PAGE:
Of course, these are guidelines and it takes practice and seeing a lot of birds to get proficient at aging birds. And one always has to watch out for something unexpected. For example, if you look closely at the wing of the hatch-year male, you will see this individual broke the 'rule'-- he did NOT replace A1; his molt stopped at the carpal covert, the small covert between the alula and the greater coverts. A good reminder that not all birds molt by the same pattern, not even those of the same species.
The tail can also be helpful in sexing Black-throated Green warblers. Specifically, the amount of white on the outer three retices (R4-R6, numbered from the middle to the outside). Notice that the males have much more white that the females of the same age class. Again, the adult female and young male are similar, reminding us of the importance to age first. In this case though, tail shape also helps us sort them out-- the adult female tail is more broad and rounded than that of her young male counterpart.
Sometimes before we can think about age and sex, we have to pause and consider the species-- there is a reason they are called "confusing fall warblers." Although the crown for which he is named was quite evident in this adult male Orange-crowned Warbler from late October, young birds and females of this sex are easily confused with the Tennessee Warbler.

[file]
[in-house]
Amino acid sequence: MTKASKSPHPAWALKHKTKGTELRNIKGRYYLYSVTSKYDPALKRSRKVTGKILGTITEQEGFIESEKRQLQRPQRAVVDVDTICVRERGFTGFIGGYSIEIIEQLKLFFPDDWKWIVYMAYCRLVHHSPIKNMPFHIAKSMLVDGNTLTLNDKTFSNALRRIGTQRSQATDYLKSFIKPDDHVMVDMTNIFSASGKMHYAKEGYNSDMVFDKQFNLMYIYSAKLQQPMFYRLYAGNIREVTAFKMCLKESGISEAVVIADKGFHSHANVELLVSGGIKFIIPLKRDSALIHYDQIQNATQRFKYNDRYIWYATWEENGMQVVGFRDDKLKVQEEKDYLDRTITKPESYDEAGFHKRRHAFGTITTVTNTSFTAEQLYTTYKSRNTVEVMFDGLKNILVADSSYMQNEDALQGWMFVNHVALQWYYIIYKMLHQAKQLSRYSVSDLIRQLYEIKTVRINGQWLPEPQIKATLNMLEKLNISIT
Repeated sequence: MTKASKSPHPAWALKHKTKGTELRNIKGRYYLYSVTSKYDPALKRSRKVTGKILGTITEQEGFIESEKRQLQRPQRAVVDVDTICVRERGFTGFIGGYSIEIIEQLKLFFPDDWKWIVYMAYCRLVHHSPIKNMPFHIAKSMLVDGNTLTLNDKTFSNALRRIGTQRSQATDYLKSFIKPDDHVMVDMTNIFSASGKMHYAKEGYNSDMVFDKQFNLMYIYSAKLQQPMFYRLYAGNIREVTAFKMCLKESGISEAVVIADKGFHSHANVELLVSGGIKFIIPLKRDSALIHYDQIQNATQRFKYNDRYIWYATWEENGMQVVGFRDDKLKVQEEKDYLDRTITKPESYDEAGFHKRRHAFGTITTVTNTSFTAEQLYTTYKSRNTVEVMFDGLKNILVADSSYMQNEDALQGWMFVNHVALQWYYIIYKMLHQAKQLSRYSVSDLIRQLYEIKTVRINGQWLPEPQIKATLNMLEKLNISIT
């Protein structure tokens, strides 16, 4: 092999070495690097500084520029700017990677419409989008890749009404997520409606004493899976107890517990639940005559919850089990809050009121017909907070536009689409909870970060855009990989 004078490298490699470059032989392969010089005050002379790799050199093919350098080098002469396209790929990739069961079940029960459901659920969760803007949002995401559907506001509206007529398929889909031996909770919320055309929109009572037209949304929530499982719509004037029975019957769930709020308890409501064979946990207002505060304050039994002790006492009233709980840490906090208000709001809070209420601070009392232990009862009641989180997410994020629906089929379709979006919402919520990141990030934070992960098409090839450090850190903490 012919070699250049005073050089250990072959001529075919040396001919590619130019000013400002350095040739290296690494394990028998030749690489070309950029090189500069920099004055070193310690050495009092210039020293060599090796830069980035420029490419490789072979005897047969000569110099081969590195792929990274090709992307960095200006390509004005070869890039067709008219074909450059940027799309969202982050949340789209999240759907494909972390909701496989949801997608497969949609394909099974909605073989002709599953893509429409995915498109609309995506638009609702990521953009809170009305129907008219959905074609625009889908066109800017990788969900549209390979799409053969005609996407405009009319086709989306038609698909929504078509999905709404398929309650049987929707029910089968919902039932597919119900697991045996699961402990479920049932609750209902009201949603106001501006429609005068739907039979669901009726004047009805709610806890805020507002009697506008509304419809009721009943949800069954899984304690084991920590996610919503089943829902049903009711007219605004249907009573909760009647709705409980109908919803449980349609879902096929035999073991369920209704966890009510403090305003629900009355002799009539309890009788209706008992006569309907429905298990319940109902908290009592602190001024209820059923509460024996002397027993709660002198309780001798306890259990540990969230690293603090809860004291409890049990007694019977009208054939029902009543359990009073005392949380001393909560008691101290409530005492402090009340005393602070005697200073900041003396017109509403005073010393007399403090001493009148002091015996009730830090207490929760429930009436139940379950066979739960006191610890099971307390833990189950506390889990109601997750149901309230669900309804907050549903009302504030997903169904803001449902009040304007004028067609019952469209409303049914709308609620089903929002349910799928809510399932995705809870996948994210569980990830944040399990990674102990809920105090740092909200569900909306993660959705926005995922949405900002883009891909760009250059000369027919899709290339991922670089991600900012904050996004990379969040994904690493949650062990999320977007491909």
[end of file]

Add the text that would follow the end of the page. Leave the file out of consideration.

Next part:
Watch for faint breast streaking and yellow undertail coverts in the Orange-crowned warbler.
Immature male Orange-crowned and a young male Tennessee Warbler for comparison.
Of course, identification confusion isn't exclusive to the warblers. We band mostly Black-capped Chickadees, but every once in a while we get a Carolina Chickadee; this season we took the opportunity to get some side-by-side photos; in each photo, the Black-capped chickadee is on the right.
In this profile picture, note that the demarcation between the black under the chin and the white of the breast is more clearly defined in the Carolina Chickadee, and smudgy in its Black-capped relative.
Note that the amount of white on the wing coverts and inner flight feathers (secondaries) is much greater in the Black-capped Chickadee.
Carolina Chickadee's have less white on the edge of their outer tail feathers than Black-capped chickadees and, although hard to tell from this photo, the Carolina Chickadees have shorter tails.